IOU — Trust & Deception

“You may be deceived if you trust too much, but you will live in torment if you don’t trust enough.” -Frank Crane

I shall try to bring out different perspectives on this important theme of trust and deception through three stories, each having a great moral that possibly enlightens us.

Story 1 (Perspective 1)

This is a story of the Sufi saint Junnaid as told to his disciple:

I was very thirsty and I was going towards the river carrying my begging bowl, the only possession I had. When I reached the river a dog rushed, jumped into the river, started drinking. 

“I watched for a moment and threw away my begging bowl–because it is useless. A dog can do without it. I also jumped into the river, drank as much water as I wanted. My whole body was cool because I had jumped into the river. I sat in the river for a few moments, thanked the dog, touched his feet with deep reverence because he had taught me a lesson.

“I had dropped everything, all possessions, but there was a certain clinging to my begging bowl. It was a beautiful bowl, very beautifully carved, and I was always aware that somebody might steal it. Even in the night I used to put it under my head as a pillow so nobody could snatch it away. That was my last clinging–the dog helped. It was so clear: if a dog can manage without a begging bowl… I am a man, why can’t I manage? That dog was one of my Masters.

Moral: Do we trust ourselves enough? Do we trust our own abilities? Do we trust that all knowledge, happiness are to be found within us? It is matter of trust to start the journey.

Story 2 (Perspective 2)

A disciple went to Rabbi Nachman of Bratslav, “I shall not continue with my studies of sacred texts – he said. – I live in a small house with my brothers and parents, and never have the ideal conditions for concentrating on that which is important.”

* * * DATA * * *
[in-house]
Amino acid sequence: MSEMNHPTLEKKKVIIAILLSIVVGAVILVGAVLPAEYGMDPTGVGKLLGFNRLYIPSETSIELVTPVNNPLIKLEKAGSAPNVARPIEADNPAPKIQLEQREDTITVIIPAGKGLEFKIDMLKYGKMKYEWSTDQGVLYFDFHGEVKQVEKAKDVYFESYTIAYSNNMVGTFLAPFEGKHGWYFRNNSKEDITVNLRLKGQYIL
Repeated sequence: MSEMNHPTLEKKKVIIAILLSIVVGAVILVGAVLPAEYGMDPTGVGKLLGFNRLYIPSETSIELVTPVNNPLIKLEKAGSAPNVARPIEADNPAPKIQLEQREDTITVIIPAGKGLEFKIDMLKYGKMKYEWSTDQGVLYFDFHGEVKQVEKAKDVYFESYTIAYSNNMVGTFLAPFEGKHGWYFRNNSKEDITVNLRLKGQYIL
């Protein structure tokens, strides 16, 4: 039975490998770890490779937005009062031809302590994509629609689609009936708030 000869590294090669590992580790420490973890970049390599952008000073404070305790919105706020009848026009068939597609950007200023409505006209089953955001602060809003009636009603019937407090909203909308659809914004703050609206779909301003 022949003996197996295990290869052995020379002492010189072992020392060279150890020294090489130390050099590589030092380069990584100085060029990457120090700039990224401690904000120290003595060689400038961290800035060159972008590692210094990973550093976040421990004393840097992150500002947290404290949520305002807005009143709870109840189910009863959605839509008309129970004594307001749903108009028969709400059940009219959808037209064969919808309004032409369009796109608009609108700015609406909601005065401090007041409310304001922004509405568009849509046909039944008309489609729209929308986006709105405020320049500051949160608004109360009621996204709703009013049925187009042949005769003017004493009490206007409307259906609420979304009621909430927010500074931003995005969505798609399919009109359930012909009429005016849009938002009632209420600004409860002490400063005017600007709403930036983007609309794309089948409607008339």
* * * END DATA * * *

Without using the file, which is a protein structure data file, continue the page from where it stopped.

Nachman pointed to the sun and asked his disciple to place his hand over his face, in order to hide it. The disciple obeyed.

“Your hand is small, yet it can completely cover the power, light and majesty of the great sun. In the same way, the small problems manage to give you the excuse you need in order to hinder your progress along your journey.”

“Just as your hand has the power to hide the sun, mediocrity has the power to hide your inner light. Do not blame others for your own incompetence.”

Moral: Again it is a question of trusting yourself. There is no point blaming others. We constantly deceive ourselves not others. Trusting others is not a substitute for hiding our own incompetence and mediocrity. Greed, Hatred and Delusion are the three small hands by which we hide the power and majesty of the sun. If we do so we would always get deceived. Others are not to be blamed.  

Story 3 (Perspective 3)

This is again a story on Junnaid the Sufi saint as told to his disciple.

Junnaid said, “I lost my way in a forest and by the time I reached the nearest village that I could find, it was midnight. Everybody was fast asleep. I wandered all over the town to see if I could find somebody awake to give me shelter for the night, until finally I found one man. I asked him, ‘It seems only two persons are awake in the town, you and I. Can you give me shelter for the night?’